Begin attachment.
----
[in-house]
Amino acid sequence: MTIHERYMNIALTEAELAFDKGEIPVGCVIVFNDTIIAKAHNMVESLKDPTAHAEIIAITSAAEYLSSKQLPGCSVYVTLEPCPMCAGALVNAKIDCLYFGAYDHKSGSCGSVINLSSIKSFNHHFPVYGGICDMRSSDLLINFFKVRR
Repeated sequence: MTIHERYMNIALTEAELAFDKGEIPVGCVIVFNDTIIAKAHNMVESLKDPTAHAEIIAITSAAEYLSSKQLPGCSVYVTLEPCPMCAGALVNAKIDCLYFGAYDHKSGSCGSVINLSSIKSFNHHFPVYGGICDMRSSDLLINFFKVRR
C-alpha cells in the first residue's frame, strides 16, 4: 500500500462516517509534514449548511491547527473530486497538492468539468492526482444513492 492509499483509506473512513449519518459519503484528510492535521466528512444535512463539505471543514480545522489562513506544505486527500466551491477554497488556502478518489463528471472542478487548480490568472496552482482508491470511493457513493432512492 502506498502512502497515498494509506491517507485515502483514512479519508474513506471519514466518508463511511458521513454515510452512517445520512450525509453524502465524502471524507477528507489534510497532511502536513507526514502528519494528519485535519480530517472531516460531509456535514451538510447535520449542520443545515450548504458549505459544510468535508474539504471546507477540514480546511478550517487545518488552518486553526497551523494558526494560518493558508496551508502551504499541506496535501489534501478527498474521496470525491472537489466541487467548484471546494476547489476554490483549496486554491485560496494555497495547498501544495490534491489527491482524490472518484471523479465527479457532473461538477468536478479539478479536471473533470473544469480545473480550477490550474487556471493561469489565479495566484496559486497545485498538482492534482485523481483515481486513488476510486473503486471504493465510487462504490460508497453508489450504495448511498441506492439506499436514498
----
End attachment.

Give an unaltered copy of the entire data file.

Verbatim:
[in-house]
Amino acid sequence: MTIHERYMNIALTEAELAFDKGEIPVGCVIVFNDTIIAKAHNMVESLKDPTAHAEIIAITSAAEYLSSKQLPGCSVYVTLEPCPMCAGALVNAKIDCLYFGAYDHKSGSCGSVINLSSIKSFNHHFPVYGGICDMRSSDLLINFFKVRR
Repeated sequence: MTIHERYMNIALTEAELAFDKGEIPVGCVIVFNDTIIAKAHNMVESLKDPTAHAEIIAITSAAEYLSSKQLPGCSVYVTLEPCPMCAGALVNAKIDCLYFGAYDHKSGSCGSVINLSSIKSFNHHFPVYGGICDMRSSDLLINFFKVRR
C-alpha cells in the first residue's frame, strides 16, 4: 500500500462516517509534514449548511491547527473530486497538492468539468492526482444513492 492509499483509506473512513449519518459519503484528510492535521466528512444535512463539505471543514480545522489562513506544505486527500466551491477554497488556502478518489463528471472542478487548480490568472496552482482508491470511493457513493432512492 502506498502512502497515498494509506491517507485515502483514512479519508474513506471519514466518508463511511458521513454515510452512517445520512450525509453524502465524502471524507477528507489534510497532511502536513507526514502528519494528519485535519480530517472531516460531509456535514451538510447535520449542520443545515450548504458549505459544510468535508474539504471546507477540514480546511478550517487545518488552518486553526497551523494558526494560518493558508496551508502551504499541506496535501489534501478527498474521496470525491472537489466541487467548484471546494476547489476554490483549496486554491485560496494555497495547498501544495490534491489527491482524490472518484471523479465527479457532473461538477468536478479539478479536471473533470473544469480545473480550477490550474487556471493561469489565479495566484496559486497545485498538482492534482485523481483515481486513488476510486473503486471504493465510487462504490460508497453508489450504495448511498441506492439506499436514498